Now wait here. SB Municipal Code (SBMMC 10.56) states that removing shopping carts from stores is illegal (without owner's permission), and therefore a misdemeanor. 

CA State Law States: The unauthorized removal of a shopping cart from a store parking lot is a violation of State law. (California Business and Professions Code, Section 22435). 

Officers rarely cite those who are in possession, and one even went as far as interpreting the municipal ordinance by stating that was "not illegal" or a "big deal". In fact, it was "okay", "as long as they pushed it up onto the sidewalk for pickup". What!? 
Well, here's the problem: Shopping carts end up abandoned around our homes, sidewalks, and  streets further contributing to urban blight. 
Now, isn't up to city council to pass laws/city ordinances and the city police force to enforce the rules/laws? (not to interpret them like the  officer--let's leave that up to the courts).
Well, let's really get this good old fashioned system rolling. If the laws were enforced more frequently, people would be reluctant to remove private property for the fear of being cited. 
Now SB, let's get tough and re-enforce the law like  OceansideSan Francisco, Fresno, and Madison Heights etc. Let's keep Santa Barbara beautiful! 
Oh, one more thing: It's not very green either. Abandoned Shopping carts get filled with refuse, needles, and other debris that end up in our streets, and ultimately flows to the ocean. Oh yes, I have seen some in our creeks! Good Grief!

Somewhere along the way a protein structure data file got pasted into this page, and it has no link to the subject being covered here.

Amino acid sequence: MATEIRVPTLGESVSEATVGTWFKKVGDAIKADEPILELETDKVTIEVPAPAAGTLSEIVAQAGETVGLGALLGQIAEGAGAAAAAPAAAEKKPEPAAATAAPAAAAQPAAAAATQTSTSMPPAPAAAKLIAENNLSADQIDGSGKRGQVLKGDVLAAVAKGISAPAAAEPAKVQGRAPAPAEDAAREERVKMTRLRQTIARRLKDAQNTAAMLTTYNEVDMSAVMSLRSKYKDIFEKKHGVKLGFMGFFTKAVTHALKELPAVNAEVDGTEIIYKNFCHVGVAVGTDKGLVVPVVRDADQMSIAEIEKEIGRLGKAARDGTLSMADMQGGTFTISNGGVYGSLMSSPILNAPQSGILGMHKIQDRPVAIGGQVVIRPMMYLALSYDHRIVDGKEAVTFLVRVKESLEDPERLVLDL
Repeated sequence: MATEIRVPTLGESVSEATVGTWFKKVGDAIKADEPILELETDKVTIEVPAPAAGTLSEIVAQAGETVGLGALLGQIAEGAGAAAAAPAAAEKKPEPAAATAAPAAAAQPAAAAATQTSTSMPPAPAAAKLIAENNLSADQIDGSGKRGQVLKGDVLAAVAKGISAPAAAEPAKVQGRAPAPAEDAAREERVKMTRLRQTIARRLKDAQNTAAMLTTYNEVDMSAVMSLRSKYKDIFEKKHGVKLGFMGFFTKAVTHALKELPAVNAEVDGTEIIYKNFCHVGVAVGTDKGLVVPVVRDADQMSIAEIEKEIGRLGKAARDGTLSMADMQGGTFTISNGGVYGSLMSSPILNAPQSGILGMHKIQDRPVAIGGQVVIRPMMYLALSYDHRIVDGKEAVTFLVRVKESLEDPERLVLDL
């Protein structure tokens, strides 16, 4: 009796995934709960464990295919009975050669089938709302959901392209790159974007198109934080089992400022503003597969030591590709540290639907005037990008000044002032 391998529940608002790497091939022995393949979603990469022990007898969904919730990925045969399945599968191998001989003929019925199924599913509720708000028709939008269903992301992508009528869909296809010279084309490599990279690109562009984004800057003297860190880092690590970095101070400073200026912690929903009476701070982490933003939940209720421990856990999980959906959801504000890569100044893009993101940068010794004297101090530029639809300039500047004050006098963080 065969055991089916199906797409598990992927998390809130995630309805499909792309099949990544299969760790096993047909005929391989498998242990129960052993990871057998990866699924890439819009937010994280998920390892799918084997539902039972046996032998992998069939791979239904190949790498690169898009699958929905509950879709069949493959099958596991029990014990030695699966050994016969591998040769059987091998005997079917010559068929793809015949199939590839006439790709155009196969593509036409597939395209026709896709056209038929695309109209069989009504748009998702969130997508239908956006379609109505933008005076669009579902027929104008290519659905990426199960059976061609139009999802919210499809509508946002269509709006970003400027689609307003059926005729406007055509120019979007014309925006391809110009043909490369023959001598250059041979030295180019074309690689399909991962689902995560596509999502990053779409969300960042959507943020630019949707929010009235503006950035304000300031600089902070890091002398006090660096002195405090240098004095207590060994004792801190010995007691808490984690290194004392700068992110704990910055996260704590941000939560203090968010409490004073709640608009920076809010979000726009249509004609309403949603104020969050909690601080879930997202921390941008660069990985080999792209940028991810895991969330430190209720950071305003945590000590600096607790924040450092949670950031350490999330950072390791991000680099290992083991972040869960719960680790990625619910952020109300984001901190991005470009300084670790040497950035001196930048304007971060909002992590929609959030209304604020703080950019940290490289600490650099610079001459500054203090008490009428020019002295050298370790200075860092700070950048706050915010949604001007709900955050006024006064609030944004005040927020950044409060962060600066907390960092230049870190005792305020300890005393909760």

Here's an alternative (see below): Longs, Home Improvement carries them for $20. Let's encourage our stores to post signs with strict rules clearly stating the consequences of shopping cart removal from store premises. Any other suggestions/solutions?

Thursday, April 16, 2009

Taking Back you Neighborhood

Call Dispatch to report Crime. *897-2410-Program this # to your phone!

BTW: Calls made to 911 from your cell go immediately go to CHP, then to the dispatch center after 4-5 minutes.
Ask for a case #. If there is no case #, there is/was no "incident".

If crime has a strong grip on a neighborhood, it's hard to take the first steps toward reclaiming your streets. People are afraid that if they act, criminals will take revenge. You can counter this fear, and protect each other, by working closely with police and organizing group activities — there's safety in numbers. 
SBPD Dispatch: 897-2410
You may remain anonymous! 
-National Crime Council